July 20, 2022 By Stephen Klarich

Despite any prior consensual sexual relations, a defendant can still be found guilty of rape in a subsequent sexual interaction. When there is little physical proof, the strength of the evidence depends on which side is more credible. If you have been accused of rape, you may be wondering if you can use the alleged victim’s sexual history as evidence of consent in order to acquit yourself. However, California law prohibits using another’s sexual history against him or her in most cases. 

California’s Rape Shield Law 

California, like many other states, has a rape shield law that aims to protect victims of sex crimes from harassment or invasion of privacy. Although it is important in helping to protect vulnerable victims, the law can also make it especially tough for an innocent defendant who has been falsely accused to come up with the necessary evidence for acquittal. Under California Evidence Code Section 1103, a defendant may not admit as evidence specific instances or history of the alleged victim’s sexual conduct as evidence of consent. This means that you cannot claim that accuser has a history of sleeping with many people and use that as evidence against him or her. The code section applies to rape, spousal rape, rape in concert, sodomy, oral copulation by force, and forcible penetration with a foreign object. 

While the law prohibits evidence of the accuser’s sexual history with other partners, it does not apply to past sexual conduct between the accuser and the defendant. For example, if the alleged victim is an ex-girlfriend who accuses you of oral copulation by force, your attorney may provide as evidence any prior history involving oral sex between you and your ex in order to convince the court that the accuser consented to the act in question. 

Rape Shield Law Exceptions 

In some instances, California allows for exceptions to its Rape Shield Law. Under California Evidence Code Section 782, the defendant may bring up the accuser’s sexual history if the evidence is used to challenge the accuser’s credibility. This can include evidence that speaks to the alleged victim’s character for honesty or dishonesty, his or her capacity to accurately recall the events, or any biases or motives that he or she may have against the defendant. Additionally, the defense may bring up any statements regarding prior sexual relations that are inconsistent with the accuser’s original testimony.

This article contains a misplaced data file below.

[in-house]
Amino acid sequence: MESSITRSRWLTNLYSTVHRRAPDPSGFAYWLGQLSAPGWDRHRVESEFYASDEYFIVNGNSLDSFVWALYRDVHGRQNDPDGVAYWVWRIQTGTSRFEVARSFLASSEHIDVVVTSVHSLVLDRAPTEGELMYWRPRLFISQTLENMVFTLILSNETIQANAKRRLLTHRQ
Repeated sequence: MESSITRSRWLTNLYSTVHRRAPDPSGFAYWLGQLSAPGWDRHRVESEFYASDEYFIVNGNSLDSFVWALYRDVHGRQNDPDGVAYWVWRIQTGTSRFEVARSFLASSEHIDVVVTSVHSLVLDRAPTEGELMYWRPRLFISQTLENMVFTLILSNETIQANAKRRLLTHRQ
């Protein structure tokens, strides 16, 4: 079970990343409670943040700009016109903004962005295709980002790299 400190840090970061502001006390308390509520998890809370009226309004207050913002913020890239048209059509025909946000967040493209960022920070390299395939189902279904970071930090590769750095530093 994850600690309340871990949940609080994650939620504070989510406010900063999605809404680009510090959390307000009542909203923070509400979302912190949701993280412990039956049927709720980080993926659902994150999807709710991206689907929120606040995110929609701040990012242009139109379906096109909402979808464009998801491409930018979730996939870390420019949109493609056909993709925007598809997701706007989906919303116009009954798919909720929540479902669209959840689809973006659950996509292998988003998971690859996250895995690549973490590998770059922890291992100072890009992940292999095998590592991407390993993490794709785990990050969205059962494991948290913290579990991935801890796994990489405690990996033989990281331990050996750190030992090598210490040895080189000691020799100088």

To admit this kind of evidence, your attorney should make a written motion stating that you have proof of the relevancy of evidence in attacking the credibility of the accuser. This written motion will be accompanied by a sealed affidavit which is only unsealed by the court in a hearing. At the hearing, the court will decide whether the proposed prior sexual conduct is relevant, and if so, the defendant may then offer the information as evidence in court. 

In addition to using the accuser’s sexual history to challenge credibility, California also allows defendants to present such evidence in order to prove that another person actually committed the crime. For example, if you can use the alleged victim’s sexual history in order to provide an alternative explanation regarding any physical evidence of a rape, then your attorney may introduce this prior sexual conduct as evidence. This could be done to show that any bodily fluids on the victim were not yours, or that any injuries were not caused by you. 

Contact Wallin & Klarich Today 

If you have been falsely accused of a sex crime, not all hope is lost. Contact Wallin & Klarich as soon as possible to see how we can help. With 40+ years of experience, Wallin & Klarich is your best choice amongst Southern California criminal defense firms. Our attorneys have helped thousands of clients defend against sex-related crimes, and we understand how upsetting and tough these cases can be. However, we have the skills and resources to secure the best outcome for you. You can place your trust in us. 

With offices in Orange County, Riverside, San Bernardino, Victorville, Torrance, West Covina, Los Angeles, and San Diego, you are sure to find an available and convenient attorney near you. Discover how our team can assist you. Contact us today, toll-free at (877) 4-NO-JAIL or (877) 466-5245 for a free consultation with a skilled defense attorney.

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